Space Council: We Need to Educate Americans
The National Space Council this week sent recommendations to President Trump that called, among other things, for creating a Space Force and standing up a U.S. Space Command. At their Tuesday meeting, the council also talked about ways to educate the American public about how space is relied on in daily activities.
After the meeting I asked Rep. Brian Babin, R-Texas, who chairs the House Science, Space and Technology space subcommittee (and attended the National Space Council meeting) how to spread that message.
“Three’s just so much that we’ve gotten out of our space program,” he said. “I think we just have to communicate that. I think the public is getting more excited as they see things happening … with the commercial end. I think that SpaceX launching the Tesla — I think that fired up the imaginations of a whole lot of young people around this country.”
Spotted in the audience at the Space Council meeting:
- Wes Bush, Northrop Grumman CEO
- Fatih Ozmen, CEO Sierra Nevada Corp.
- Bob Smith, Blue Origin CEO
- Rick Ambrose, executive vice president of Lockheed Martin’s Space business area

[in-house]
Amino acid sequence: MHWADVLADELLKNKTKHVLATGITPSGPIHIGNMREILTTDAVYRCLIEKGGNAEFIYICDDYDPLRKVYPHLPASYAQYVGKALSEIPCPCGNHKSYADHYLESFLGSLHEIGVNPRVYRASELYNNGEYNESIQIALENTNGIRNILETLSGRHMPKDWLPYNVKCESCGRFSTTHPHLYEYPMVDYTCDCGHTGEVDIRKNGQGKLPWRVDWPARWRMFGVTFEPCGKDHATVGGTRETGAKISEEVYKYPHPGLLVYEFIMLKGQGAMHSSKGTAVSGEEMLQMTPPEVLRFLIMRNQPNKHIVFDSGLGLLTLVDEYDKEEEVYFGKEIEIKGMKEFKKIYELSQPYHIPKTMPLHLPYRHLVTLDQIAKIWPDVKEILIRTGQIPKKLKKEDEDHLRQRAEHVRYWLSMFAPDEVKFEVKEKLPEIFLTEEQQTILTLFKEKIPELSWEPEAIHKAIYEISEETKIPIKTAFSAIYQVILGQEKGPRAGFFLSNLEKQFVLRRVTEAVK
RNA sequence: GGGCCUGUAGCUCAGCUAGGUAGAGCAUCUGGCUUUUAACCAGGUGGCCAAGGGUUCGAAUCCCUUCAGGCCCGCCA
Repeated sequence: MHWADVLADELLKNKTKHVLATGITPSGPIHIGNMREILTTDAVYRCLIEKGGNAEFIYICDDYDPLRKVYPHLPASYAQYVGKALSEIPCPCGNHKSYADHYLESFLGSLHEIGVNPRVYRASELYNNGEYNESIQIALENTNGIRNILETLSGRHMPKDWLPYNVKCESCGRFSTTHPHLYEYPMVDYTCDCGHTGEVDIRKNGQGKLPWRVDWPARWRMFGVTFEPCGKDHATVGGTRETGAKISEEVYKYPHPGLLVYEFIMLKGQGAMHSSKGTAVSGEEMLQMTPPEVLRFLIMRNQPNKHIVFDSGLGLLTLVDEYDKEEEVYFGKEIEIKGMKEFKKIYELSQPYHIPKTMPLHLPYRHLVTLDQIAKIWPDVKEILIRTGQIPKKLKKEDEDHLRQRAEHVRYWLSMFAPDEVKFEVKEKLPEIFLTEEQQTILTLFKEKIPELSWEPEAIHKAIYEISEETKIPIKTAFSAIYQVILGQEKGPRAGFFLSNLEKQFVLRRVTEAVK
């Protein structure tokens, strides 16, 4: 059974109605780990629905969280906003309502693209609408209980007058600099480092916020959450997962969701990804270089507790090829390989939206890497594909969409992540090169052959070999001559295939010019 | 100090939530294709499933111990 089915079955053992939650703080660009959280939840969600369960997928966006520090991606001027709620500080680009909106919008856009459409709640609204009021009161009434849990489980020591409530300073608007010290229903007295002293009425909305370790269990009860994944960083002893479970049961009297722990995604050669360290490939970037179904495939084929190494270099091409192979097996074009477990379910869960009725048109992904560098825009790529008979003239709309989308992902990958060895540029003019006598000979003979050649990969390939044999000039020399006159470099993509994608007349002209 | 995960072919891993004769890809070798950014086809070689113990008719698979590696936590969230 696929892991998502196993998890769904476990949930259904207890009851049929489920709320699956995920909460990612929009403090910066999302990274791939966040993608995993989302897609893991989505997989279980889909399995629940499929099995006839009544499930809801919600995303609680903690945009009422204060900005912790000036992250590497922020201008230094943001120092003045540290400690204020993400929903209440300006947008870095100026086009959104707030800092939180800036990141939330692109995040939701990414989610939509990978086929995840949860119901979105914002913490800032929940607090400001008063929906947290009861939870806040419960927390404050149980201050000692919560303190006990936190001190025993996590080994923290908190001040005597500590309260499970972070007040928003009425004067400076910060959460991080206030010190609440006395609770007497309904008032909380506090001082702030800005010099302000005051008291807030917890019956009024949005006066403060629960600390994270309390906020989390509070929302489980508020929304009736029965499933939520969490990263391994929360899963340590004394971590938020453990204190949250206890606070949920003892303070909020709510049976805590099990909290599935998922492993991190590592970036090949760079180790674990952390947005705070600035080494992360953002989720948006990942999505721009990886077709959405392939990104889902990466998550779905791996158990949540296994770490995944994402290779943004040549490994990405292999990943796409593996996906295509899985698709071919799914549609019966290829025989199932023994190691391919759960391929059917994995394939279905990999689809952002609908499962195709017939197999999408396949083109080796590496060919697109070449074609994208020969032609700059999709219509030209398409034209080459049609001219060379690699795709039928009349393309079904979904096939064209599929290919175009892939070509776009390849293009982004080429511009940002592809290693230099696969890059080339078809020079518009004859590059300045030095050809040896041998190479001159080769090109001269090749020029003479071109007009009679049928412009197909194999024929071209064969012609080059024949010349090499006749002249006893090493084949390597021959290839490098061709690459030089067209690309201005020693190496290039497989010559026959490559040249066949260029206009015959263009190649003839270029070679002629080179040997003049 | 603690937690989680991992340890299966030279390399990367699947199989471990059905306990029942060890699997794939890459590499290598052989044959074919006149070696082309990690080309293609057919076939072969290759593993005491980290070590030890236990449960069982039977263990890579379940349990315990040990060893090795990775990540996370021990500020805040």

- Eric Fanning, Aerospace Industries Association CEO
Trump Meets With Defense CEOs in Arizona
The Oct. 19 meeting at Luke Air Force Base is just the latest time the president met with defense executives. There, Trump toured an Apache attack helicopter and F-35 Joint Strike Fighter. He also saw a number of guided bombs, per a White House pool report.
Among the executives Trump met:
- Tim Mahoney, Honeywell Aerospace CEO
- Dennis Muilenburg, Boeing CEO
- Marillyn Hewson, Lockheed Martin CEO
- Jerry DeMuro, BAE Systems CEO
- Taylor Lawrence, Raytheon Missile Systems president
- Chris Brady, VP of engineering for General Dynamics Mission Systems.
- Chad Parkhill, Nammo Talley president
Germany: No New Saudi Arms Deals